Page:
Turkish PM, main opposition vow to protect ‘climate of unity’

Turkish PM, main opposition vow to protect ‘climate of unity’

Turkish PM, main opposition vow to protect ‘climate of unity’

AA photo

The leaders of both Turkey’s ruling Justice and Development Party (AKP) and main opposition Republican People’s Party (CHP) have stressed their willingness to maintain the spirit of national solidarity in the country’s politics following the July 15 failed coup attempt, which paved the way for a climate of unity in the highly polarized world of Turkish politics.

Delivering a speech on Aug. 9, AKP leader Prime Minister Binali Yıldırım vowed to “carefully” protect the climate of unity which reached a climax with the massive rally held in Istanbul over the weekend with the participation of ruling and opposition party leaders.

“Turkey has opened slightly the door of conciliation, unity and togetherness. After this moment, we will protect this ground for conciliation with care. Turkey has reached an unprecedented societal contract. We will handle it with kid gloves,” Yıldırım said in his address to his party’s lawmakers. 

The massive Aug. 7 rally that brought around 5 million people together with the participation of the leaders of the AKP, the main opposition CHP and the opposition Nationalist Movement Party (MHP), was a turning point for Turkey, Yıldırım stressed. 

“The nation was there, so was the head of the nation, the commander-in-chief. We were all there; the CHP, the MHP, their esteemed leaders and party members. We were as magnificent as Istanbul,” he said.  

They together delivered a very strong message to the world, Yıldırım said, adding, “We have shown that our state, our nation is one.” 

Those who have not heard Turkey’s calls since the coup attempt and who have ignored the putsch and its perpetrators realized at last the unity expressed by the Turkish people on Aug. 7, Yıldırım said, adding, “Those who are still talking about evidence on [Turkey’s extradition request for] the leader of the terrorist organization in Pennsylvania have seen the demand of the Turkish people.”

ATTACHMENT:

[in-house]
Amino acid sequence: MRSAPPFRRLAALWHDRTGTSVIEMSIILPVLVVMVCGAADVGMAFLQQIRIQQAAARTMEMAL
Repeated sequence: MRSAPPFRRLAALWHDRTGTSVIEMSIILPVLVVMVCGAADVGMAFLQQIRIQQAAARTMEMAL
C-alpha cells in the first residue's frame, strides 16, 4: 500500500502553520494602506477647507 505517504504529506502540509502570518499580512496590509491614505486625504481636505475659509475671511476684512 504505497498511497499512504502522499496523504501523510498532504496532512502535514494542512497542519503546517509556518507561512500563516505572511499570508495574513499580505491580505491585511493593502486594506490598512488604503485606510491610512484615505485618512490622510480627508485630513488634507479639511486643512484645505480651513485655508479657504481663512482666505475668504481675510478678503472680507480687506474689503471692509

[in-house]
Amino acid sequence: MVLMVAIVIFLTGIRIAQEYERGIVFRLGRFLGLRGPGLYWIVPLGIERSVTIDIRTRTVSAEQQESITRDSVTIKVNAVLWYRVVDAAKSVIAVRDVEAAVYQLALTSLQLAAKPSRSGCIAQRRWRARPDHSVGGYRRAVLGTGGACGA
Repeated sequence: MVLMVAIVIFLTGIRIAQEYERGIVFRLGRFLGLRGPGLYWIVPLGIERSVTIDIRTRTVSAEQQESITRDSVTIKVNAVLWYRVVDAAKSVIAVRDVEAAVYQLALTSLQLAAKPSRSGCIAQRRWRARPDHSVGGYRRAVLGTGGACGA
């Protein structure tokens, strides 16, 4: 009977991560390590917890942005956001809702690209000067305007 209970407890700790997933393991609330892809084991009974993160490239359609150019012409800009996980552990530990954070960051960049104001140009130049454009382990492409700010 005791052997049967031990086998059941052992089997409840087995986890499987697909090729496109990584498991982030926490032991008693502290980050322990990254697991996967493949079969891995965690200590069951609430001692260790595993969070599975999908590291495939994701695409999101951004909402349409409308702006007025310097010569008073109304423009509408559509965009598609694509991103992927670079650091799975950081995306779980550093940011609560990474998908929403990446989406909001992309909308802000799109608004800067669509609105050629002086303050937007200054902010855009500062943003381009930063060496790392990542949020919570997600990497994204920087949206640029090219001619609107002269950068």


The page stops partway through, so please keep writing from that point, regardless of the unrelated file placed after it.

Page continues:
‘Gülen will account’ 

Without providing a name, Yıldırım obviously referred to the United States and Turkey’s demand for the extradition of Fethullah Gülen, who has been living in Pennsylvania since 1999. Turkey says the coup attempt was carried out by members of the Gülenist organization within the army.
“This terrorist leader will come to Turkey and will account. That man who ordered the bombing of parliament, the pointing of Turkey’s guns on the Turkish people, will get what’s coming to him. We will render an account of the blood of our martyrs and wounded,” he stressed.

Yıldırım’s remark was echoed by CHP leader Kemal Kılıçdaroğlu during a meeting of his party’s provincial heads in the western province of Çanakkale, as he reiterated the importance of standing on “common ground” in Turkish politics.

Kılıçdaroğlu also signaled his will to maintain unity in politics, as he called on his party’s provincial leaders to talk about and spread the “Yenikapı manifesto,” in which he promised to “develop a reconciliation culture in politics.” 

“We all know that we have been through a very difficult period. We have overcome a crucial event. But there are issues that all of us should be thinking about. First, we should think about how we have reached here and second, what we should do to not face such an event [in the future]… If the institution of politics does not form a strong common ground in Turkey, this political institution will not give hope for the future,” said Kılıçdaroğlu. 

Kılıçdaroğlu, however touched upon issues that should be paid attention to while protecting the political solidarity in Turkey in the days ahead, underscoring the importance of the parliamentarian system, in reaction to the lack of invitation to the Peoples’ Democratic Party (HDP) for the Aug. 7 rally, and stressing his stance against the state of emergency declared after the failed coup bid. 

Kılıçdaroğlu said all political parties should have been invited to the Yenikapı meeting, including parties which did not have a seat in parliament, and the meeting should have “united all, no matter what their political views are.”

He called on the CHP’s provincial heads to visit the provincial head of other parties, saying: “Chat with them, drink their tea. Remind them that a conciliation culture is a must of democracy. We do not agree with their views but they are not our enemies.”

Saying that “the real heart that represents the national sovereignty is the parliament,” Kılıçdaroğlu reacted to the state of emergency, adding that exceeding “a limited authority” given during this period meant the “exclusion of parliament.”